That is not to say there are no sword battles. There is a brief battle in the Lone Islands, and the battle with the Sea Serpent is quite spectacular, much more dramatic than in the book.

For me, the brilliance of this movie shines through in several ways...

The effects. The mist is visually amazing. The White Witch, Caspian's father and a couple other characters appear in a misty form, embodying the dreams of various characters. Dragon-Eustace and Reepicheep were amazing, and I especially enjoyed the expressions on both of them. The credits alone are worth the price of admission (especially in 3D).

The lessons. They kept the lessons C.S. Lewis put in his book. (One of the disappointments for me in Prince Caspian was how many lessons they left out.) They expanded on the theme of resisting temptation, as well as covering restoration brilliantly. They toned down Eustace's undragoning a bit, but they were very clear that only Aslan could undragon him. Aslan's charge to the children to get to know him in our world with his other name was there, verbatim from the book.

The acting. Everyone nailed their part.

There were some possible references to other movies. I especially noticed a line that seemed to be straight out of Star Wars, and an element that very much reminded me of a scene in Harry Potter (although it could also have been inspired by a scene in The Silver Chair). I enjoyed the subtle (and not-so-subtle) foreshadowing to The Silver Chair, which were added.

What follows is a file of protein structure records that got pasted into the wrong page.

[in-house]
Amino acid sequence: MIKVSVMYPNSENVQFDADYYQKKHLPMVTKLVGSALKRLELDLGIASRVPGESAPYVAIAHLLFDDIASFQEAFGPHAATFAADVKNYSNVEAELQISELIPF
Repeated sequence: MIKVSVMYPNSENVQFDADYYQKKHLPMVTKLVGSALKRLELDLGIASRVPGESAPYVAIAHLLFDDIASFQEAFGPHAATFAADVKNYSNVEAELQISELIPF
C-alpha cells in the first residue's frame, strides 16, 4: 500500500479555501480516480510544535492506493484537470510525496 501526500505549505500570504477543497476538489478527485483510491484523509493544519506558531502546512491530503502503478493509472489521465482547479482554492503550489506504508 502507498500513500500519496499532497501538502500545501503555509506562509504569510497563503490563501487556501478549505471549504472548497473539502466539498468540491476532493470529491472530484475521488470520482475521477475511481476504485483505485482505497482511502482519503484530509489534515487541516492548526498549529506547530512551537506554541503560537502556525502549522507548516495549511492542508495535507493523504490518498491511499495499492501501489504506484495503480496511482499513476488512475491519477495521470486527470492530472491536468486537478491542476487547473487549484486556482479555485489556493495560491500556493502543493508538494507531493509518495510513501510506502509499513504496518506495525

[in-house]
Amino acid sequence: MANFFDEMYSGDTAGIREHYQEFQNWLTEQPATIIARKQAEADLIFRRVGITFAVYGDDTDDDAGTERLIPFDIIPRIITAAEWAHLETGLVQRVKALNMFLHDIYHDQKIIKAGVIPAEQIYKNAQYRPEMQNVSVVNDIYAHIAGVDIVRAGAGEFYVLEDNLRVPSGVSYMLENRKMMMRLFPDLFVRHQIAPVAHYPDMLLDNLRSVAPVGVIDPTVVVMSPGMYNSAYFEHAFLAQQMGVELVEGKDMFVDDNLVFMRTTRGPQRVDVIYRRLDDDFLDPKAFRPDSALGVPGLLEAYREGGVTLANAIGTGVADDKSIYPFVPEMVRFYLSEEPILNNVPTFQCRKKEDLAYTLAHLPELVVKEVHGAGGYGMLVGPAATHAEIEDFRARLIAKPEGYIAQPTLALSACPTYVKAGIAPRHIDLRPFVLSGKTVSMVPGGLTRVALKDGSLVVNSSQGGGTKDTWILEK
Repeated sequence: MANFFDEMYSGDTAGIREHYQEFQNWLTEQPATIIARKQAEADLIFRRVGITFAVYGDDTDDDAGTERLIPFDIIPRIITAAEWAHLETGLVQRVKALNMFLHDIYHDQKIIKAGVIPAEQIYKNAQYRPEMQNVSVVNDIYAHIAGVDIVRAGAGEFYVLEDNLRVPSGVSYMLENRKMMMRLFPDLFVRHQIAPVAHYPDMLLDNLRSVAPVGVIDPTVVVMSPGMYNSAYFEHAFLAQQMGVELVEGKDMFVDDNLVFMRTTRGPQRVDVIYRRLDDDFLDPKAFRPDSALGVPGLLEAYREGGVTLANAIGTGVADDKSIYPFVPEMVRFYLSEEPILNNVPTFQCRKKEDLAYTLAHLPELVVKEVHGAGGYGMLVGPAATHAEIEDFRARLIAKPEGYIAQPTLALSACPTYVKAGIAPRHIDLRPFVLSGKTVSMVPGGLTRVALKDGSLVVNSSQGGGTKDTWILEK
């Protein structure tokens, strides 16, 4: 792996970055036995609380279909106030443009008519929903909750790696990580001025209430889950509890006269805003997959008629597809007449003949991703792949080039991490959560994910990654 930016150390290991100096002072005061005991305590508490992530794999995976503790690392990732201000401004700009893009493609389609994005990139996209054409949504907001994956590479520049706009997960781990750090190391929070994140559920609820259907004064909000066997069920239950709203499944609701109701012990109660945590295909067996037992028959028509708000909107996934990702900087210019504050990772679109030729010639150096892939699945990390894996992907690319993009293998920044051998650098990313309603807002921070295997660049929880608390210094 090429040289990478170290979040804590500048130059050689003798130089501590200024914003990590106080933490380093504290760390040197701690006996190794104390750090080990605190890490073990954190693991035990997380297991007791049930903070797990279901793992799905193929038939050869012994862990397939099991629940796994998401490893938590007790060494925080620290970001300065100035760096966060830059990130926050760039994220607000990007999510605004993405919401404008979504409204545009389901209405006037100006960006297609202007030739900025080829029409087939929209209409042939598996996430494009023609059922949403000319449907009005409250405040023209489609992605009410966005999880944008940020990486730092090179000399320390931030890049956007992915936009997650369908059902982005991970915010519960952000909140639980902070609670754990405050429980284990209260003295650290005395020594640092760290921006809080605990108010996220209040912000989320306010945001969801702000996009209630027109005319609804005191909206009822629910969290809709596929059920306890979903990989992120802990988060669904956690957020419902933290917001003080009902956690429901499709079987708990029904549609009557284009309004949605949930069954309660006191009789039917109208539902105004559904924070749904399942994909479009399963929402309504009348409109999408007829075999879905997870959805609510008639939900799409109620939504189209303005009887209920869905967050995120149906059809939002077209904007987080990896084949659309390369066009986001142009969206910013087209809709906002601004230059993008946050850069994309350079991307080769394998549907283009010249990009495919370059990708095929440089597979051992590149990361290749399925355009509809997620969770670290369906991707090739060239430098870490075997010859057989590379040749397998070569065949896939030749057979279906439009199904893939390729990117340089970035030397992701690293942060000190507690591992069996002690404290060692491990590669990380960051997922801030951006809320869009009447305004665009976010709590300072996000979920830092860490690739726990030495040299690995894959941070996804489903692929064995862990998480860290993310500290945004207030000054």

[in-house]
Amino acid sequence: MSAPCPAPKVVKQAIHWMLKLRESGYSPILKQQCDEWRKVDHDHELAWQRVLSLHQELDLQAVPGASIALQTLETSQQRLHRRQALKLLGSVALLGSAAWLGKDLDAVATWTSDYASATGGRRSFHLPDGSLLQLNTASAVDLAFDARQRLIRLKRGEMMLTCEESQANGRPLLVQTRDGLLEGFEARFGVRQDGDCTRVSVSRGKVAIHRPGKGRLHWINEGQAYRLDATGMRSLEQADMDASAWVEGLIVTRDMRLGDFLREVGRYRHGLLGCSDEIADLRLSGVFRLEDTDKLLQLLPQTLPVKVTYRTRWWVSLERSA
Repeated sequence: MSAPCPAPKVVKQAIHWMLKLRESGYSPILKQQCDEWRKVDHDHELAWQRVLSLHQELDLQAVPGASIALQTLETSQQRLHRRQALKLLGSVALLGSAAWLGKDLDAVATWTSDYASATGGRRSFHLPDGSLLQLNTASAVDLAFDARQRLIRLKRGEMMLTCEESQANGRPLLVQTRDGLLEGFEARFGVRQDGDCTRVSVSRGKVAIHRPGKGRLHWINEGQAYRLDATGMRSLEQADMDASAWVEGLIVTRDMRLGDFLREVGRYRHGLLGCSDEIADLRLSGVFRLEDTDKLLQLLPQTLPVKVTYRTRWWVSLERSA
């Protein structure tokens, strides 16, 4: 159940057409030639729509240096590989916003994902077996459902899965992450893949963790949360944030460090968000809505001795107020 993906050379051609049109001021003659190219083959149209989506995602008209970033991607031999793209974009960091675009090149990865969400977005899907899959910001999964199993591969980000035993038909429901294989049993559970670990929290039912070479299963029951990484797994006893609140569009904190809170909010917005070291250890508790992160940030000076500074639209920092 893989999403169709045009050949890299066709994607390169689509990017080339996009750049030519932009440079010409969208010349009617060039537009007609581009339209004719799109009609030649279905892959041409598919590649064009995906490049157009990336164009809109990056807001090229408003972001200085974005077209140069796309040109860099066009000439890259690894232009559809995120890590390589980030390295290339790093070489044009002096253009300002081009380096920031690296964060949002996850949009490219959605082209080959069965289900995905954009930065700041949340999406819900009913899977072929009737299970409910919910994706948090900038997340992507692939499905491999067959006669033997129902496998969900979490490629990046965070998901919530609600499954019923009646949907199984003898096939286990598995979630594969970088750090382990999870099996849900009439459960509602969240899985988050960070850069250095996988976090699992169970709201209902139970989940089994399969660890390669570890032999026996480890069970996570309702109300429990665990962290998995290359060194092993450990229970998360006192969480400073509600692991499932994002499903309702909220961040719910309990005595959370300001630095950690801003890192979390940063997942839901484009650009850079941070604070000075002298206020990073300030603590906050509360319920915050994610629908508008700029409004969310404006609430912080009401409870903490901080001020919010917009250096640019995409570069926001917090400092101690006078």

On a scale of 1 to 5, I'd give The Voyage of the Dawn Treader a solid 99. I had to deduct a point because of the plot changes. :-)

(Note: I'm pretty sure those are stars in the picture, not snowflakes. Stars are much more important to the story than snow, which only appears once and very briefly.)

Tuesday, December 7, 2010

White Christmas

White Christmas is one of those songs (and movies) that just makes me happy. Having grown up in the Philippines, where the closest thing to snow was when Mt. Pinatubo blew and covered the surrounding islands with ash (and I missed it), I have not experienced nearly as much snow as most Americans. I was born in the middle of a Montana snowstorm one November afternoon, and my first Christmas was white. Obviously, I don't remember that. Since then, I think I have had two white Christmases. I love snow (but at the same time, have a healthy respect for it, and I try to avoid driving in it).

I'm not sure if "just like the ones I used to know" applies to me, but I'm sure it applied to Irving Berlin, who wrote the song...but even though most of my Christmases have been anything but white, I do have some happy memories of playing in the snow, and even just watching in awe as it fell. I think of times we've gone into the mountains to get a Christmas tree, making snowmen and snow angels, sledding down the slopes. Seeing the "treetops glisten" is an especially amazing part of a snowy day.

I don't write very many Christmas cards (I'm more into giving presents than cards), and sadly, I don't generally write "May your days be merry and bright, and may all your Christmases be white." (It's usually more along the lines of "Merry Christmas!") But that's a great greeting. Maybe I should start writing that on all my Christmas cards.

UPDATE (12/15/2010): I just realized that Irving Berlin had an interesting way of writing. He says "WITH all my Christmas cards I write..." With, not in. I write with a pen or pencil. Maybe markers, crayons or chalk. I've even written with my fingers. I can't say I've ever written with a Christmas card, though. Mr. Berlin wrote with ALL his Christmas cards, or so he says. Fascinating.

New Blog

I thought I'd start a blog. For now, I'm thinking I'll post some thoughts on songs, movies, books, etc., but that may expand in the future.